The following morning, the weather had cleared. The forecast was great and looking out from my room I could see clear skies at dawn. When you arrive at the reserve you must pay a €1.50 entrance fee which is via an automated machine and you can pay by card. The entrance to the reserve is through an automatic gate. I wasn't sure what time the reserve was open, but in fact I arrived at 8am and the automated gate was open. So I assume if you wanted to visit earlier, which for foxes may be a good plan, it should be possible. It took me about 40-50 minutes to walk from the car park to the area where the foxes are located. On the route I did discover the odd distraction, and it isn't always easy to let a photographic opportunity pass you by in favour of focusing on a goal (the foxes) that may not come to fruition. Knowing this, I decided that if I saw something interesting I would pursue the image and delay my fox mission. And with the morning light, the sun low in the sky, there was a golden sky. I was rewarded with a couple of incredible compositions. 


Golden hour over the nature reserve

A young fallow deer in the woodland with golden side lighting

A stag grazing as the sun illuminates the sky and the mist enrobes the trees behind

The reserve is also well known for birds. There are a wide variety of bird species in the reserve. However as the reserve is very large in surface area, you need a little bit of luck. Birds are everywhere, but the distances between them and your lens can be great. Because I shoot with the Lumix G9 and 100-400mm f4.0-6.3 lens, I am fortunate that I have a good chance at distance of getting a shot. Even so, you need to have your wits about you. Using your eyes and ears as you walk, you can observe where the birds are, and with a little field craft, you can make an approach to get you closer. On my first trip to the reserve, I was rewarded in this way with some great images of nuthatches, one of my favourite birds. They aren't all that common, but in certain areas can be abundant. I spotted a couple and then found an area where there were multiple nuthatches on some trees. I've also seen great spotted woodpeckers, these proved a little more elusive. There is plenty of waterfowl because there are so many waterways and lakes within the reserve. The usual suspects of swans, geese, canadian geese are always present. There are plenty of cormorants that are usually airborne! Lots of crows too. I've also seen a couple of kestrels hovering. And of course you see the odd grey heron. If you are really into your birding, I would recommend visiting, but advise that binoculars are a must, and if you want to photograph the birds, be patient and make sure you have a long lens. As I was walking I spotted at distance a bird I didn't recognise on some reeds. In fact there were a total of 3 birds on the reeds. I decided to try and make an approach and slowly but surely got within proximity. I'd spotted some female (pictured) and male reed buntings. I was able to spend quite some time with these birds and watching them feeding. Despite a strong wind blowing the reeds, I got some great images.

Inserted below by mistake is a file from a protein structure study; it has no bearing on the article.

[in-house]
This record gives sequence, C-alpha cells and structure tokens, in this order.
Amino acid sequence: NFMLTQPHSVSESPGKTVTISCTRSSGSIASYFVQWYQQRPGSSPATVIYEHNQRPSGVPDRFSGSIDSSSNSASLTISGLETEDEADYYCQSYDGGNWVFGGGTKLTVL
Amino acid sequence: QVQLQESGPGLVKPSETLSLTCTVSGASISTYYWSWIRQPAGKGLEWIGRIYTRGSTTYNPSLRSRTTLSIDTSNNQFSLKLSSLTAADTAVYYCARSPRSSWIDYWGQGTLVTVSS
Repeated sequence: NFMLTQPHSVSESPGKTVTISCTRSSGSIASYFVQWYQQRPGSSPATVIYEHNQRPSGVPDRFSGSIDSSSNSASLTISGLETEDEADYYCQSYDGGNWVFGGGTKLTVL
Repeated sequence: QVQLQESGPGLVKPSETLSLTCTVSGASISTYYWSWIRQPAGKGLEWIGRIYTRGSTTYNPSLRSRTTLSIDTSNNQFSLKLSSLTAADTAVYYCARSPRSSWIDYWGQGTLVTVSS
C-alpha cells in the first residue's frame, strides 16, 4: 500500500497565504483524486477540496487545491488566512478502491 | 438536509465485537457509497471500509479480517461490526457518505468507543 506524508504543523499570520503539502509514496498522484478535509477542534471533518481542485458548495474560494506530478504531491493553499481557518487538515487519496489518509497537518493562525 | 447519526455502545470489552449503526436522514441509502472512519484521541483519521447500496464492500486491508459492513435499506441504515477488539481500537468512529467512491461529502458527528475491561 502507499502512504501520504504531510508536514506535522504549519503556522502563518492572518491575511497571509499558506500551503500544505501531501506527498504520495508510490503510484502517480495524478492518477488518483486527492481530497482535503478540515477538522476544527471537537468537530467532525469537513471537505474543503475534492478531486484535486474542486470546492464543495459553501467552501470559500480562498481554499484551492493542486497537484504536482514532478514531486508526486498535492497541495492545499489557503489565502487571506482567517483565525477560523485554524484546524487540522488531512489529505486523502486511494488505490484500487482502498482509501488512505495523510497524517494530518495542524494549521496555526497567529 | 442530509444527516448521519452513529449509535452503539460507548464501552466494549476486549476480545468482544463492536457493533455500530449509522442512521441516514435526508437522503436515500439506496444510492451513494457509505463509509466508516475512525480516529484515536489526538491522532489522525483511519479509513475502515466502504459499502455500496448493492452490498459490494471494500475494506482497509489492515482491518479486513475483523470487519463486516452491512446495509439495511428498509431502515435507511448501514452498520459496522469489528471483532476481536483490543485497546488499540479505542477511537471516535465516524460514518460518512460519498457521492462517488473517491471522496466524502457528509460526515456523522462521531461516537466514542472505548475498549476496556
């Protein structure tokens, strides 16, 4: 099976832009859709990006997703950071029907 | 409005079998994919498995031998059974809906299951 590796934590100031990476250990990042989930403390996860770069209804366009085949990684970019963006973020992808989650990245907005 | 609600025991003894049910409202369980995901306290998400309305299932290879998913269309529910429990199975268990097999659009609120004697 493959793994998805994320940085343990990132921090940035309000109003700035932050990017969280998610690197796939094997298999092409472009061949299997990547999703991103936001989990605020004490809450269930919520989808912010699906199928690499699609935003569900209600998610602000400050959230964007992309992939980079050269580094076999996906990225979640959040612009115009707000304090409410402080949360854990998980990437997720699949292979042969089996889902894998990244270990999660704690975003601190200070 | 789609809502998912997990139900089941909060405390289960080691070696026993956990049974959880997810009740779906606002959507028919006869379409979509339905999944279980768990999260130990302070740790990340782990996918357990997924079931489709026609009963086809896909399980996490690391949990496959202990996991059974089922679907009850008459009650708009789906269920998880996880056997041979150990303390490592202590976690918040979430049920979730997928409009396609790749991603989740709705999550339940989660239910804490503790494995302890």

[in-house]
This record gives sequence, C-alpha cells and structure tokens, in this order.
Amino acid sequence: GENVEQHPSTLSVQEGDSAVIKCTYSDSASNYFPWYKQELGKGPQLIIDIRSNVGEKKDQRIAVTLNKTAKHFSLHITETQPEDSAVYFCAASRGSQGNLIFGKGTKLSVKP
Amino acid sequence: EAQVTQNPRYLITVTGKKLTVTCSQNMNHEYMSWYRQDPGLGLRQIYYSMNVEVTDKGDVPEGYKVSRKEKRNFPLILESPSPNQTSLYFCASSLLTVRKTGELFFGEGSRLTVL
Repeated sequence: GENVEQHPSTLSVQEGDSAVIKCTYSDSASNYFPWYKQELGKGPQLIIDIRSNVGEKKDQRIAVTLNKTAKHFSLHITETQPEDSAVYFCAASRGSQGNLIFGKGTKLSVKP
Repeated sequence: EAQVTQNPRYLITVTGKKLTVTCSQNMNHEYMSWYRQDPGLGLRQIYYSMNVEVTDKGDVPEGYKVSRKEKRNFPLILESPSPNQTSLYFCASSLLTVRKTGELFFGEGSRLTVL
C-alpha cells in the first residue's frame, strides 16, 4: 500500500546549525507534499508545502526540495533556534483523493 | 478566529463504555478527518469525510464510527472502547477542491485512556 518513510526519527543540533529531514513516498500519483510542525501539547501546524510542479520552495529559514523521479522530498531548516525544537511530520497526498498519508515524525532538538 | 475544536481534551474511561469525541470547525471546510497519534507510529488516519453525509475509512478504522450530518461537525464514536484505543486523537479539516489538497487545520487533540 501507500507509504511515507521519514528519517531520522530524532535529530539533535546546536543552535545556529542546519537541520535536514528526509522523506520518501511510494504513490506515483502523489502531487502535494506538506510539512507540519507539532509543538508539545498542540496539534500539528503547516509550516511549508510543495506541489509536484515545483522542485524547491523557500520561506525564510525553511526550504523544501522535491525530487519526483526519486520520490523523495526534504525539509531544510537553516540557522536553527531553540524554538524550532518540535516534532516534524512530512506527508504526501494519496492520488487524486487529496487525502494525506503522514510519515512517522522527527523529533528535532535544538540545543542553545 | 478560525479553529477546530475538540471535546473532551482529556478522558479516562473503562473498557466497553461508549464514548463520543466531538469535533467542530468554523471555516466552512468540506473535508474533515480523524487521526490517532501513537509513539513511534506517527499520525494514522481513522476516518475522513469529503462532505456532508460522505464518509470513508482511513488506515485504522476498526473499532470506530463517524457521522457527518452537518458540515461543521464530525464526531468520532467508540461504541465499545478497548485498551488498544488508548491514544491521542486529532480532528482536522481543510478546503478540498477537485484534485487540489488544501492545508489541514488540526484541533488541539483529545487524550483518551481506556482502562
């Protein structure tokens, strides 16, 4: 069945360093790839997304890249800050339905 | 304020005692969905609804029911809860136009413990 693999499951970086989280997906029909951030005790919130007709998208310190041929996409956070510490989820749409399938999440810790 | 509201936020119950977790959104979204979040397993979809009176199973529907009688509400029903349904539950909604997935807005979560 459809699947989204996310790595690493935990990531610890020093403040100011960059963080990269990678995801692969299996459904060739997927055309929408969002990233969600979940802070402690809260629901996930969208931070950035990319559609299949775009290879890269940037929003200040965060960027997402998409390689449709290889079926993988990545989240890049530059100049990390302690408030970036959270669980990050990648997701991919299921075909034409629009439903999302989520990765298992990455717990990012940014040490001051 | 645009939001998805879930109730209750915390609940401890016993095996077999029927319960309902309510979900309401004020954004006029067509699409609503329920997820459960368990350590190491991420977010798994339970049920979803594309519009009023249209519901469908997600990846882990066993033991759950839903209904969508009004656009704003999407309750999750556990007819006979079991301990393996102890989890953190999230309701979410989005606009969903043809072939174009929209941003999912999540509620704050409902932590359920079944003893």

A female reed bunting balancing on reeds in windy conditions

I continued my walk to the site where the foxes were expected. The walk itself shows just what an incredible natural space this reserve is. And despite public access, it remains relatively calm and peaceful. I eventually came to the intersection on the map which I was looking for and was presented with the following scene indicating I was in the right spot. 


Fox feeding is forbidden!

The sign said it all. I arrived, and there was a small shelter that you could sit at. There were just two other walkers there, one with a camera. The photographer was clearly there for the same reason as I. He wasn't hanging around though and took one of the tow paths alongside one of the waterways. I decided to follow him, assuming he might be a local and have better knowledge than I of the location. I explored the dunes and embankments in the surrounding area and returned back to the feeding sign post. I then did the same exercise in 4 different directions. Each time walking about 20 minutes or so to see if I could see any signs of fox activity, digging or even a den site. I found nothing. On returning to the intersection, I sat at the shelter and now found that I was joined in the area by another 5 photographers. All were in for disappointment as was I. No foxes today. I sat in the shelter for about an hour, in the hope that maybe a fox might show itself. But it wasn't to be. 

One of the canals close to the area where the foxes supposedly reside.

A pair of swans in flight as I headed back towards the entrance and car park

One of the many canals in the reserve

Despite my disappointment, the reserve is a very special place. It has a very unique flora. There are parts of the reserve that remind me of Les Landes in the South West of France with sandy soil and tall pine trees. Other areas remind me of Africa, small watering holes surrounded by thorny bushes and short shrub trees. Then there are the areas of pure sand dunes with long grasses. It's a stunningly beautiful domain and it is incredible to think this is just west of Amsterdam and close to Schipol Airport. It is such a large domain I will be returning again and again. The foxes are my main draw, but I do want to take sometime and explore the southern part of the reserve and in order to do so, I probably need to use a bike which will be a much more efficient way to get around such a large domain. For the foxes it was a no show, but the beauty of the domain makes it well worth the visit.

Until next time...